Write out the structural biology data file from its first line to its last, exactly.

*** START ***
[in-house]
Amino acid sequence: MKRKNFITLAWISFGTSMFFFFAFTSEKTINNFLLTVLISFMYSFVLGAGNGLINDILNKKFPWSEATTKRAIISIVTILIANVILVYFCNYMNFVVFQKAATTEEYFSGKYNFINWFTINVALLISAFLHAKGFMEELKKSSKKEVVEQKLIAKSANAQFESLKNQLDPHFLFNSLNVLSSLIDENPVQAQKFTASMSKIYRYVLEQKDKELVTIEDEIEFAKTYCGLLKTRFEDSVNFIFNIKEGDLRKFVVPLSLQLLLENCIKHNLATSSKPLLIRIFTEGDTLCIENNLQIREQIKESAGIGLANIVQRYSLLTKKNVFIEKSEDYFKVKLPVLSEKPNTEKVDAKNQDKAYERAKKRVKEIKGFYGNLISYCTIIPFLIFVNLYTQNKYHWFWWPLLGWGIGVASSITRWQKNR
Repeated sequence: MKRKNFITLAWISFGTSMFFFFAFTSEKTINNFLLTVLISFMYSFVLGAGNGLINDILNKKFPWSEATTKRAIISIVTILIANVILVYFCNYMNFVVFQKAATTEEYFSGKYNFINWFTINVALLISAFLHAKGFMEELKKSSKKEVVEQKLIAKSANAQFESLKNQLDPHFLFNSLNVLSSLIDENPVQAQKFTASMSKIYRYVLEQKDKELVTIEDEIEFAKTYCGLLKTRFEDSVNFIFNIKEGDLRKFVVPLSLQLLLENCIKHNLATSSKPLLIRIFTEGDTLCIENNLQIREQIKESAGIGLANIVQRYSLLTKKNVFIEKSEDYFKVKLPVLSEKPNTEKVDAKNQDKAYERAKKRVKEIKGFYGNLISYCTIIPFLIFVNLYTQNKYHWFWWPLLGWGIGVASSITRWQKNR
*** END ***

[in-house]
Amino acid sequence: MKRKNFITLAWISFGTSMFFFFAFTSEKTINNFLLTVLISFMYSFVLGAGNGLINDILNKKFPWSEATTKRAIISIVTILIANVILVYFCNYMNFVVFQKAATTEEYFSGKYNFINWFTINVALLISAFLHAKGFMEELKKSSKKEVVEQKLIAKSANAQFESLKNQLDPHFLFNSLNVLSSLIDENPVQAQKFTASMSKIYRYVLEQKDKELVTIEDEIEFAKTYCGLLKTRFEDSVNFIFNIKEGDLRKFVVPLSLQLLLENCIKHNLATSSKPLLIRIFTEGDTLCIENNLQIREQIKESAGIGLANIVQRYSLLTKKNVFIEKSEDYFKVKLPVLSEKPNTEKVDAKNQDKAYERAKKRVKEIKGFYGNLISYCTIIPFLIFVNLYTQNKYHWFWWPLLGWGIGVASSITRWQKNR
Repeated sequence: MKRKNFITLAWISFGTSMFFFFAFTSEKTINNFLLTVLISFMYSFVLGAGNGLINDILNKKFPWSEATTKRAIISIVTILIANVILVYFCNYMNFVVFQKAATTEEYFSGKYNFINWFTINVALLISAFLHAKGFMEELKKSSKKEVVEQKLIAKSANAQFESLKNQLDPHFLFNSLNVLSSLIDENPVQAQKFTASMSKIYRYVLEQKDKELVTIEDEIEFAKTYCGLLKTRFEDSVNFIFNIKEGDLRKFVVPLSLQLLLENCIKHNLATSSKPLLIRIFTEGDTLCIENNLQIREQIKESAGIGLANIVQRYSLLTKKNVFIEKSEDYFKVKLPVLSEKPNTEKVDAKNQDKAYERAKKRVKEIKGFYGNLISYCTIIPFLIFVNLYTQNKYHWFWWPLLGWGIGVASSITRWQKNR